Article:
To receive the refund, the client has to submit a claim based on evidence of quantity imported, converted, and exported. Has the client converted and exported all the foreign steel imported? if the document does not support the existence and valuation of the receivable, the auditor would need to obtain additional information and evidential matter.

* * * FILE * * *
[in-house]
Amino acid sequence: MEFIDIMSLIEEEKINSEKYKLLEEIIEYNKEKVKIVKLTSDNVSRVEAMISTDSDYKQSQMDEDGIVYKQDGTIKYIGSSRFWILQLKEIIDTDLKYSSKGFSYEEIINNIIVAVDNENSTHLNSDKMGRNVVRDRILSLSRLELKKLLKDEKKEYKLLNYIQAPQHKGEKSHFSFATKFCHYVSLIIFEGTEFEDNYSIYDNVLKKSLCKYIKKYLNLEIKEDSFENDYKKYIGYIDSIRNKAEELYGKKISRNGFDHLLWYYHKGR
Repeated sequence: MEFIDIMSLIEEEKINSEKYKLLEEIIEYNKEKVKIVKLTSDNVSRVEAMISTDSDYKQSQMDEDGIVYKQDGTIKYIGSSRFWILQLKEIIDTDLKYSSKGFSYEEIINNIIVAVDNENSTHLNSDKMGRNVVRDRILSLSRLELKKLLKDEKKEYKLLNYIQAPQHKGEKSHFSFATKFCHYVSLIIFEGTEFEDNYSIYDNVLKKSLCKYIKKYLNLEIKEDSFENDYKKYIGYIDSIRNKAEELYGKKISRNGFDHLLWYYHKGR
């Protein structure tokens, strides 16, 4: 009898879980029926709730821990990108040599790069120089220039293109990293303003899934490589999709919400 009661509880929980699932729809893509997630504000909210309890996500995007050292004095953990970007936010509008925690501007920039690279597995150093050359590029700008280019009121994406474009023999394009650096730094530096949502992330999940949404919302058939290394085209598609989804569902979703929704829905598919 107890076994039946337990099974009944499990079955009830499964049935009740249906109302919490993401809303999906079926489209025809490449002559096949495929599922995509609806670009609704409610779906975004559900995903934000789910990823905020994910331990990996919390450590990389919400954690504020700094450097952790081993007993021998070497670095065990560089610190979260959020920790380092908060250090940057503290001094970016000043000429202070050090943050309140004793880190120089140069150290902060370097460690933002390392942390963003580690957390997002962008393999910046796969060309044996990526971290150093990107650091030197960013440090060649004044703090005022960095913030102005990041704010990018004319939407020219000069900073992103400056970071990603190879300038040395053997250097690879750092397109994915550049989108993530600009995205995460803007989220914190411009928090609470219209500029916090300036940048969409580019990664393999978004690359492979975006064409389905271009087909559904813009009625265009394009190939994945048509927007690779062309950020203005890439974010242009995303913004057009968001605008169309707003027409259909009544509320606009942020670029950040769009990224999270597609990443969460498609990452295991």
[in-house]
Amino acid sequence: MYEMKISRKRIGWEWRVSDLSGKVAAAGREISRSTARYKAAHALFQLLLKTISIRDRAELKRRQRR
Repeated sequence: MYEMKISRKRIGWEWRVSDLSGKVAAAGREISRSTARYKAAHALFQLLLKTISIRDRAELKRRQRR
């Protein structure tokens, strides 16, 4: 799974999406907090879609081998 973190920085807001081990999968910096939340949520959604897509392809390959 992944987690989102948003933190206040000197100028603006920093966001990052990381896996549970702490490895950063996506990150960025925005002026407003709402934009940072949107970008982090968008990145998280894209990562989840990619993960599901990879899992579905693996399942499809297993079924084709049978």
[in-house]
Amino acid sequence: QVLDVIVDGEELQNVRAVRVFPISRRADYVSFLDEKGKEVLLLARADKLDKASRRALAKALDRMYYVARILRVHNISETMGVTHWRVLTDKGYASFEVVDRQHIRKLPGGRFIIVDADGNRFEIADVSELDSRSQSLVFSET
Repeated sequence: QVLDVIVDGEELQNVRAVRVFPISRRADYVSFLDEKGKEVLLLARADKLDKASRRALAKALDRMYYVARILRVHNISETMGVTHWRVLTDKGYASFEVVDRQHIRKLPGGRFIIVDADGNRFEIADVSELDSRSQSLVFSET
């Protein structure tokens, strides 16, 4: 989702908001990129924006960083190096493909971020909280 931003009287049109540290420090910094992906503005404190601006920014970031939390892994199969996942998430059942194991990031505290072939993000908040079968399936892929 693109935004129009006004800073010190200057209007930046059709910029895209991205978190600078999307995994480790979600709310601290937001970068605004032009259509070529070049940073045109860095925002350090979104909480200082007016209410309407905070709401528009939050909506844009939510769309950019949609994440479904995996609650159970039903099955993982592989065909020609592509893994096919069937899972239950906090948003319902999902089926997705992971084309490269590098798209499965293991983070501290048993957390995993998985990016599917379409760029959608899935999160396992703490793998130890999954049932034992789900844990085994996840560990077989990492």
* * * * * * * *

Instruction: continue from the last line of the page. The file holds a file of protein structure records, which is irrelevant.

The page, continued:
KEY POINTS ON PRACTICE PROBLEMS
* Insist on inspecting the original document; seeing a copy is not valid alternative.
* A notarized copy of document is not competent evidence of the existence or validity of the document.
* In evaluating the competence of a document as evidential matter, consider its relevance to financial statement assertions as well as its authenticity.